I have 2 sets, one of drivers and one of riders. All my participants need to reach one common destination. I wish to calculate the shortest combined distance in order for all participant to reach said destination. Although the goal is not to reduce the number of cars, drivers can be considered as passengers if the resulting distance is smaller.


  • Riders and drivers have distinct starting locations
  • All participants must reach the destination (common to all)
  • The riders need to be picked up by a driver
  • The drivers' cars have limited capacity and the capacity is individual to each car

I'm failing to understand what type of problem I'm facing, and I'm seeking some help.

  1. Vehicle Routing Problem

I've thought of solving it as the Vehicle Routing Problem. A Capacitated Open Vehicle Routing Problem (COVRP) to be more exact. Drivers would act as the vehicle fleet and riders as the customers. A capacitated version because cars have limited seats, and an open version because drivers depart from unique positions and don't return to the "depot" but instead end on the destination.

Problem: In the VRP, not all vehicles of the fleet are used, and the remaining ones are left in their respective "depots". For my problem, I would need all participants to reach the final destination, so I need for existing vehicles to be considered as possible pick-ups for other vehicles.

I could just send the remaining drivers straight to the destination. But that wouldn't really provide a minimum distance solution to my problem, as better ones could be accomplished if the drivers could serve as customers.

  1. Minimum Spanning Tree

As an MST problem, I could use the destination as the root and my participants (drivers and riders) as nodes. Each sub-graph originating from the root would be a cluster to be picked up by a driver.

Problem: The sub-graphs aren't guaranteed to have a driver's node in one end (to be used as a starting point and prevent doubling back on edges), and the sub-graphs may have paths with more nodes than available seats.

The capacitated MST variant introduces capacity to the solution, but it is a fixed capacity. Driver's cars have different capacities, so the MST sub-graphs would need to have individual sizes and each sub-graph would need to encompass the driver of the corresponding capacity.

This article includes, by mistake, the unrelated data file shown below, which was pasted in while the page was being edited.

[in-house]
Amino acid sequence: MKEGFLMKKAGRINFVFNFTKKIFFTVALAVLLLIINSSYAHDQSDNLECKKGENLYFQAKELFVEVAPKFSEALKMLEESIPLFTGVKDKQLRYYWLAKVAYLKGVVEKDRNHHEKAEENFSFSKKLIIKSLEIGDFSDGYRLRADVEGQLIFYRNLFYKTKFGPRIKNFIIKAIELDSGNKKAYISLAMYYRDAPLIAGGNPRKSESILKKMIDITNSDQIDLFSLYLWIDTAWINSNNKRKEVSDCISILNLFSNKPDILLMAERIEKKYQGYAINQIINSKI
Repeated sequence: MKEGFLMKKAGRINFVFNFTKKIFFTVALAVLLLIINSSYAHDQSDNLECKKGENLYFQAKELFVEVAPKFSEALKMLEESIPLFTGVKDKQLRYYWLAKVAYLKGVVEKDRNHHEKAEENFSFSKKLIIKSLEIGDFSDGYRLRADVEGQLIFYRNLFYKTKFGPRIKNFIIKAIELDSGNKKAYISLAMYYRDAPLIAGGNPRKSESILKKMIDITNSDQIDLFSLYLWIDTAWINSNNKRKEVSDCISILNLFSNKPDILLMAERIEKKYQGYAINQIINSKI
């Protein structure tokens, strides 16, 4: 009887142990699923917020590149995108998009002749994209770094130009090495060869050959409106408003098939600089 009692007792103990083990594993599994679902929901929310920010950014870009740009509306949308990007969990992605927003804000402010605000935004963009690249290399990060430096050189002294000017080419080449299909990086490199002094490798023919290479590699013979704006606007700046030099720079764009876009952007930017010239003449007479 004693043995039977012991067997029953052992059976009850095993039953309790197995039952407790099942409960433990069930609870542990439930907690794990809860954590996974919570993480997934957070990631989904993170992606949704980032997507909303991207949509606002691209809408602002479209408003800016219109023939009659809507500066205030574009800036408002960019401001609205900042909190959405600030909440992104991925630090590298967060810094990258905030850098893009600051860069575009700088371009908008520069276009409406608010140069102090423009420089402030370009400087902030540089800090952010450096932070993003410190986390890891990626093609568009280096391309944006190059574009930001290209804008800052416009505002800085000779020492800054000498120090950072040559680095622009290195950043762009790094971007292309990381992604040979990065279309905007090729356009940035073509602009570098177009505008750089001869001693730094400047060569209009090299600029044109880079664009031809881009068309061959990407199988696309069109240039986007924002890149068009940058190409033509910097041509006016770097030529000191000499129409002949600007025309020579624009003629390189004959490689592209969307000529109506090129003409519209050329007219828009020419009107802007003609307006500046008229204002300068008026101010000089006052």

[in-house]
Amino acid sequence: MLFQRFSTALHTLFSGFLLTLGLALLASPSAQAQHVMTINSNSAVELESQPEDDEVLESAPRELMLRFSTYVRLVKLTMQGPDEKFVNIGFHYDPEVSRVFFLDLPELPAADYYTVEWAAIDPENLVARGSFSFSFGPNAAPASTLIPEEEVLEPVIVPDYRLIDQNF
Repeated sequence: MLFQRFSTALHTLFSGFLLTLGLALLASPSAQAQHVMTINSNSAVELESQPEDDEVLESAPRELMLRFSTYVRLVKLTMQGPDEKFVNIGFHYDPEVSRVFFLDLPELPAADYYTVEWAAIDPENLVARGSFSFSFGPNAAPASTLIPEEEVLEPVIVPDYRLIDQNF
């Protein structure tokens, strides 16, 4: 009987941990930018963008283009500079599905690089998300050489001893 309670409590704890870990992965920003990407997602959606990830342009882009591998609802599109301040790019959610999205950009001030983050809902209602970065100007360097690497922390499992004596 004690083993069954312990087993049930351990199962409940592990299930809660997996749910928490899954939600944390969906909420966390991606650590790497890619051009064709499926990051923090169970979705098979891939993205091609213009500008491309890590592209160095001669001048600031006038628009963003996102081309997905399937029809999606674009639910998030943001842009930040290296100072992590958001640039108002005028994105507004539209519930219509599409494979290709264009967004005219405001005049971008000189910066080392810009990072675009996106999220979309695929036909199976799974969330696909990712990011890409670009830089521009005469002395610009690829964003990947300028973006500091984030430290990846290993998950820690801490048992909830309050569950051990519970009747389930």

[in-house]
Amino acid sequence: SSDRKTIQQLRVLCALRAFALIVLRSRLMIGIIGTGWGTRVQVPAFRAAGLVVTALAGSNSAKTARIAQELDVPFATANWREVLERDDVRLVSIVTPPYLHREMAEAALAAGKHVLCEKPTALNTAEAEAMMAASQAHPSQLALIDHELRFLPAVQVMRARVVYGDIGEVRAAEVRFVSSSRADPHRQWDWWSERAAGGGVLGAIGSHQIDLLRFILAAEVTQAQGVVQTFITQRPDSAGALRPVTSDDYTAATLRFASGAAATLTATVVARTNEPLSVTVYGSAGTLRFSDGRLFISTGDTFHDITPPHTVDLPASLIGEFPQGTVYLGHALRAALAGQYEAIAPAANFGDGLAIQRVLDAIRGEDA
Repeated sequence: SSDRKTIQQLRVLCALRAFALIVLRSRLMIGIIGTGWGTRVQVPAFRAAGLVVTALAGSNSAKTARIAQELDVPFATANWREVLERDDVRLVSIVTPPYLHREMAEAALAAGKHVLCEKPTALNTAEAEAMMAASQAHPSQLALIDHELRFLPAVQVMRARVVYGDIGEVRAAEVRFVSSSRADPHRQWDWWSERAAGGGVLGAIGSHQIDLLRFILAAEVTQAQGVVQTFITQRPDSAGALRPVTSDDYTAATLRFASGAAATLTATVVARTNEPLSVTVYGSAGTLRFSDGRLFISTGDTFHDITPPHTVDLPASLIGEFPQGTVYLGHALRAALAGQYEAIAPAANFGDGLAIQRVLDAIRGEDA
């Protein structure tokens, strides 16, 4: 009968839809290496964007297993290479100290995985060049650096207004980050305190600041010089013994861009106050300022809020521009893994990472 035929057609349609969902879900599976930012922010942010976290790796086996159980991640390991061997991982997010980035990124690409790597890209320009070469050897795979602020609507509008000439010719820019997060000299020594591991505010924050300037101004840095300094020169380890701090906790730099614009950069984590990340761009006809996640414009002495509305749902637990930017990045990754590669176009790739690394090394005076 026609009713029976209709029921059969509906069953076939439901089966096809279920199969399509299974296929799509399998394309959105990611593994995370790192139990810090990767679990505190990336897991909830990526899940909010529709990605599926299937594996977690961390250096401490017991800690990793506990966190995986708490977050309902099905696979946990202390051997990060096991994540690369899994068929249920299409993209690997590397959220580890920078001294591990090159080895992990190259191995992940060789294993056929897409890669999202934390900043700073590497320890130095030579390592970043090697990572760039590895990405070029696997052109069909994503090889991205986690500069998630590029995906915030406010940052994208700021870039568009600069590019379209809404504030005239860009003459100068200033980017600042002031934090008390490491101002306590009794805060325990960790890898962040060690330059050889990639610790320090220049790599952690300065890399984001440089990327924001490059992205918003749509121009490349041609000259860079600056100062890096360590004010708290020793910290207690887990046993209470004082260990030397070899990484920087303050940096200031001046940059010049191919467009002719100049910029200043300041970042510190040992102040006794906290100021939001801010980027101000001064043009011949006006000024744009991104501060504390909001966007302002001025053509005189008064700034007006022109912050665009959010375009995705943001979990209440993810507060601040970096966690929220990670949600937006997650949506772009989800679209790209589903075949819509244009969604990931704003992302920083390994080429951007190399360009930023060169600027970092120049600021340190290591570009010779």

Am I wrongfully categorizing my scenario as a combinatorial optimization problem? I appreciate any help to fix the above-mentioned problems or to correctly categorize my computational problem.

Edit: If I managed to group the riders with drivers (with the use of some heuristic), then the remaining set would be drivers and their assigned passengers, or basically a list of clusters of 1+ participants.

I could then apply a capacitated MST solution to this collection. With the destination as root, the sub-graphs would be groupings of the previous clusters. Ideally, each sub-graph would have different capacities in accordance with the seats of the containing cars.

I'm not sure that's possible, so I thought about doing a loop:

  • What're the most available seats in a single car?
  • Run the capacitated MST with that seat capacity
  • Get the sub-graph containing the car of the corresponding capacity
  • Remove all the clusters of that sub-graph from future computations
  • Repeat with the remaining cluster, until no more computations are possible

The problem I see arising is if the selected pivot car is in the middle of the sub-graph, meaning that it would need to double-back on edges because it wasn't a terminal node.

Still doesn't feel like a proper solution...

Thanks for the help!

  • $\begingroup$ This problem is clearly NP complete as a global extension of TSP. Can both the number of drivers and riders be very large ? Are you interested on a heuristic solution ? $\endgroup$ – Vince Mar 15 at 10:31
  • $\begingroup$ @Vince Participant numbers in each computation will be fairly small. Although I'm studying a general solution, given the intended scope I don't expect participant numbers (drivers and riders combined) to exceed double-digits per calculation often, if ever. The problem does seem to mirror a general TSP, but the TSP has some clear rules that my problem doesn't follow (listed in the proposed COVRP solution). I don't know how I can adapt it. I am interested in heuristic solutions. As a matter of fact, I've implemented one solution based around Voronoi Cells, but the results weren't great. $\endgroup$ – Ricardo Jesus Mar 15 at 15:10